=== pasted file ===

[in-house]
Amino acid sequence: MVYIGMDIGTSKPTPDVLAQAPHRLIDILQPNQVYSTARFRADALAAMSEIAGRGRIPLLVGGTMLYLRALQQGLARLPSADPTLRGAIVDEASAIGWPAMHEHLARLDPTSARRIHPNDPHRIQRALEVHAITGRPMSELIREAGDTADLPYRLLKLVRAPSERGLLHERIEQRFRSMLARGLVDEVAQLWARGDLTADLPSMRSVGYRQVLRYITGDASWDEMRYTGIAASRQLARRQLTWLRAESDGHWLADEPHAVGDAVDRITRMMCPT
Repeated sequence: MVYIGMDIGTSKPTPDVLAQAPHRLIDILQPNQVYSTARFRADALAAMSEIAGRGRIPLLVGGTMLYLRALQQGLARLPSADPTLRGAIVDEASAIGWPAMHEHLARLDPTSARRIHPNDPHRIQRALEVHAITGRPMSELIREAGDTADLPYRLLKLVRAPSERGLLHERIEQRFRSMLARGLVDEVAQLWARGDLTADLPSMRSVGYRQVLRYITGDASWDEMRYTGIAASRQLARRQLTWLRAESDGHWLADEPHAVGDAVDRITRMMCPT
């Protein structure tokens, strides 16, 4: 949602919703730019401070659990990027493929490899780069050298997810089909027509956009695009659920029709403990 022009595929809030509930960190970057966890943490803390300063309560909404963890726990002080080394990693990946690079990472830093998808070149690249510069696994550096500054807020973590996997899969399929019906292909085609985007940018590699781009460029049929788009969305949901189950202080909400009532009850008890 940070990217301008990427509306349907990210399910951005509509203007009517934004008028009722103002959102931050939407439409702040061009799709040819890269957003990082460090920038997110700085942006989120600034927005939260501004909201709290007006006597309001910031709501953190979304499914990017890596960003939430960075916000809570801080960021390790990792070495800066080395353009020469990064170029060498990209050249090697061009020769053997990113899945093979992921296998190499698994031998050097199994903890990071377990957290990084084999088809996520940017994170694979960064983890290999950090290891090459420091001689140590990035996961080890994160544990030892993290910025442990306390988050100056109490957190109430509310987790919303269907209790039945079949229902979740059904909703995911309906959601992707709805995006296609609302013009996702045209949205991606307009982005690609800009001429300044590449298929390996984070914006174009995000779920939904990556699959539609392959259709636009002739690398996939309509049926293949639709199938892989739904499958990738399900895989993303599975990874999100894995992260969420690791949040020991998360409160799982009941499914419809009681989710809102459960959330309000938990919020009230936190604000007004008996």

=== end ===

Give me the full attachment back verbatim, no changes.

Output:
[in-house]
Amino acid sequence: MVYIGMDIGTSKPTPDVLAQAPHRLIDILQPNQVYSTARFRADALAAMSEIAGRGRIPLLVGGTMLYLRALQQGLARLPSADPTLRGAIVDEASAIGWPAMHEHLARLDPTSARRIHPNDPHRIQRALEVHAITGRPMSELIREAGDTADLPYRLLKLVRAPSERGLLHERIEQRFRSMLARGLVDEVAQLWARGDLTADLPSMRSVGYRQVLRYITGDASWDEMRYTGIAASRQLARRQLTWLRAESDGHWLADEPHAVGDAVDRITRMMCPT
Repeated sequence: MVYIGMDIGTSKPTPDVLAQAPHRLIDILQPNQVYSTARFRADALAAMSEIAGRGRIPLLVGGTMLYLRALQQGLARLPSADPTLRGAIVDEASAIGWPAMHEHLARLDPTSARRIHPNDPHRIQRALEVHAITGRPMSELIREAGDTADLPYRLLKLVRAPSERGLLHERIEQRFRSMLARGLVDEVAQLWARGDLTADLPSMRSVGYRQVLRYITGDASWDEMRYTGIAASRQLARRQLTWLRAESDGHWLADEPHAVGDAVDRITRMMCPT
């Protein structure tokens, strides 16, 4: 949602919703730019401070659990990027493929490899780069050298997810089909027509956009695009659920029709403990 022009595929809030509930960190970057966890943490803390300063309560909404963890726990002080080394990693990946690079990472830093998808070149690249510069696994550096500054807020973590996997899969399929019906292909085609985007940018590699781009460029049929788009969305949901189950202080909400009532009850008890 940070990217301008990427509306349907990210399910951005509509203007009517934004008028009722103002959102931050939407439409702040061009799709040819890269957003990082460090920038997110700085942006989120600034927005939260501004909201709290007006006597309001910031709501953190979304499914990017890596960003939430960075916000809570801080960021390790990792070495800066080395353009020469990064170029060498990209050249090697061009020769053997990113899945093979992921296998190499698994031998050097199994903890990071377990957290990084084999088809996520940017994170694979960064983890290999950090290891090459420091001689140590990035996961080890994160544990030892993290910025442990306390988050100056109490957190109430509310987790919303269907209790039945079949229902979740059904909703995911309906959601992707709805995006296609609302013009996702045209949205991606307009982005690609800009001429300044590449298929390996984070914006174009995000779920939904990556699959539609392959259709636009002739690398996939309509049926293949639709199938892989739904499958990738399900895989993303599975990874999100894995992260969420690791949040020991998360409160799982009941499914419809009681989710809102459960959330309000938990919020009230936190604000007004008996």